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“I am completely amazed at how well everything is going,” she said.
The impact of the convention was plainly evident on the sidewalks in front of the major designer buildings, where building managers reported a marked decrease in the number of people showing up. Those who did were dressed casually, with one man entering 550 Seventh Avenue wearing cutoff shorts and flip-flops, although they did look expensive. Francisco Costa, the women’s designer of Calvin Klein, walked into the coffee shop next to 550 around 10:10 a.m. wearing a white V-neck T-shirt with a big hole in the back.
Calvin Klein Inc. told its employees last week that the company will be closed this Thursday and Friday, citing the possibilities for protests and further disruptions, as President Bush is expected to accept his party’s nomination on Thursday night. Most firms have equipped workers with ID cards or letters of employment showing they have business on Seventh Avenue, but otherwise are taking a “business as usual” approach to the week.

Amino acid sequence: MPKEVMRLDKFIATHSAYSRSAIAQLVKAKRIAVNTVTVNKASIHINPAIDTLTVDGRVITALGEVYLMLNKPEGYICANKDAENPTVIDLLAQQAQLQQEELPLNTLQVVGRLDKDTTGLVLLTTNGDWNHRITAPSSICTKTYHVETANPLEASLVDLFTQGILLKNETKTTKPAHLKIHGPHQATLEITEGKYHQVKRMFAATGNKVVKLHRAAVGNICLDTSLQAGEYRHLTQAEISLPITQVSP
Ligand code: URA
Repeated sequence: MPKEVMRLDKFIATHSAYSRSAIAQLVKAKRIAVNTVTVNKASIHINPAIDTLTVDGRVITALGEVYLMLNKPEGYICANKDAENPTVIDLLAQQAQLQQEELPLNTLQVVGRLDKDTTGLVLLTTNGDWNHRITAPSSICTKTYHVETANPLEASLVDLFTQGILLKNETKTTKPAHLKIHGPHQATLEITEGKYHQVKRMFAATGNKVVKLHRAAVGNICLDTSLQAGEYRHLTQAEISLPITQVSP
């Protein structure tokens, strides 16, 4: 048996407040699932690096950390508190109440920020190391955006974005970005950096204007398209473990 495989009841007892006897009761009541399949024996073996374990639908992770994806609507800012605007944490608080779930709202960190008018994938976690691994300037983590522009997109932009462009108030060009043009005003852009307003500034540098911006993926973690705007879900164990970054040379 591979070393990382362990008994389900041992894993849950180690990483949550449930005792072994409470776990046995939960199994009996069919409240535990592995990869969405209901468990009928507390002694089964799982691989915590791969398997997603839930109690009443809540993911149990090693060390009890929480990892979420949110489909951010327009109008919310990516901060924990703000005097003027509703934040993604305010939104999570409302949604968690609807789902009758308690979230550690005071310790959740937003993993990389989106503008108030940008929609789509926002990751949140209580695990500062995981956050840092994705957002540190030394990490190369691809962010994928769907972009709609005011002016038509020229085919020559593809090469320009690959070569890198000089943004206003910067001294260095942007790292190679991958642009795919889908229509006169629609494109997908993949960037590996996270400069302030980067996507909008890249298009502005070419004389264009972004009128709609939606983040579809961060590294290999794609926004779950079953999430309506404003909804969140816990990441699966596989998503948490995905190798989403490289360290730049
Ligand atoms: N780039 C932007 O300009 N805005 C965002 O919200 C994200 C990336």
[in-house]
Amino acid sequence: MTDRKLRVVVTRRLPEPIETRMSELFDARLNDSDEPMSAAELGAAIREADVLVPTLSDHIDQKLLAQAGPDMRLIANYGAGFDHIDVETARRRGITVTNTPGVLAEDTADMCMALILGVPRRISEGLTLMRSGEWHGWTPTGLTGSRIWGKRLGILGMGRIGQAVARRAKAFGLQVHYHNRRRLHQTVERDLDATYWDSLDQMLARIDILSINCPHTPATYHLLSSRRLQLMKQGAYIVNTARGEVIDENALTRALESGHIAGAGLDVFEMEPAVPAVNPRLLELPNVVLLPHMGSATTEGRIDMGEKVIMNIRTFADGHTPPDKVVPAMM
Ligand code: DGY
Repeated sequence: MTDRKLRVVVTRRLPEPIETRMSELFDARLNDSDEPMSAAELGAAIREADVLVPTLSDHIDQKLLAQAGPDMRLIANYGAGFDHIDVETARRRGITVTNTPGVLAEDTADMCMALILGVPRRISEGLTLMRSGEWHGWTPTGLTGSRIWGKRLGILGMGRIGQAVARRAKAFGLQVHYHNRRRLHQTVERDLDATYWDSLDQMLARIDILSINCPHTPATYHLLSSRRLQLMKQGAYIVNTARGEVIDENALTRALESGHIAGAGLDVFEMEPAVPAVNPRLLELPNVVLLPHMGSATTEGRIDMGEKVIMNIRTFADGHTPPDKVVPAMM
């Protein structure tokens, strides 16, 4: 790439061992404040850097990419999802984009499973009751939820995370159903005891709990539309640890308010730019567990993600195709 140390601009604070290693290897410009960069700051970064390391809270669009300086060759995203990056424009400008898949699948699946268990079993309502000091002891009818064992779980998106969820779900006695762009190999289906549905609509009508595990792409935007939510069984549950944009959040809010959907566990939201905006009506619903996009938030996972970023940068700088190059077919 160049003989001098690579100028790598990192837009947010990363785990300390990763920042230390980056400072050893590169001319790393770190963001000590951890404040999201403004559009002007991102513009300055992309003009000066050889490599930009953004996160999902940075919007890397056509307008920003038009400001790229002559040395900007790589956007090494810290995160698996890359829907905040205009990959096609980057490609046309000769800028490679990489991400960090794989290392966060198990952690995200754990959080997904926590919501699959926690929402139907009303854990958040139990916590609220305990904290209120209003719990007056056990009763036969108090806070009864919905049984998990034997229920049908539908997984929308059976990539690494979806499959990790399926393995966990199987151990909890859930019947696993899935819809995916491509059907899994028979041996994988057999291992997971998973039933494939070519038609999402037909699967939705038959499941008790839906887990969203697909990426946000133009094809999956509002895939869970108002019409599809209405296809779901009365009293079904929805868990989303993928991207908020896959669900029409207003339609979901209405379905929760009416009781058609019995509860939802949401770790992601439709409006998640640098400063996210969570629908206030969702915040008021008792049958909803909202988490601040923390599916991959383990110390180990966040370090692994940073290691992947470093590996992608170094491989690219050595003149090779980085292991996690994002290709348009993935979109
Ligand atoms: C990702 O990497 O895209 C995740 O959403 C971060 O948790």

“We said we would play it by ear,” said a spokeswoman for Donna Karan International. “We’ve kept the office open, and we’re being very flexible for everybody, but this morning nobody had any problems whatsoever coming in.”
The designer was not in on Monday, but plans to be there this week, the spokeswoman said.
A spokeswoman for Liz Claiborne Inc., one of the biggest companies in the neighborhood, said it will be fully open for business throughout the convention, although flexible hours and telecommuting have been explored as options for employees most affected by difficult commutes.
With all the forethought that went into corporate emergency plans, after the experiences of 9/11 and the August blackout last year, some companies found it ironic that employees actually had an easier time getting to work, even for those coming from distances farther than uptown or downtown Manhattan.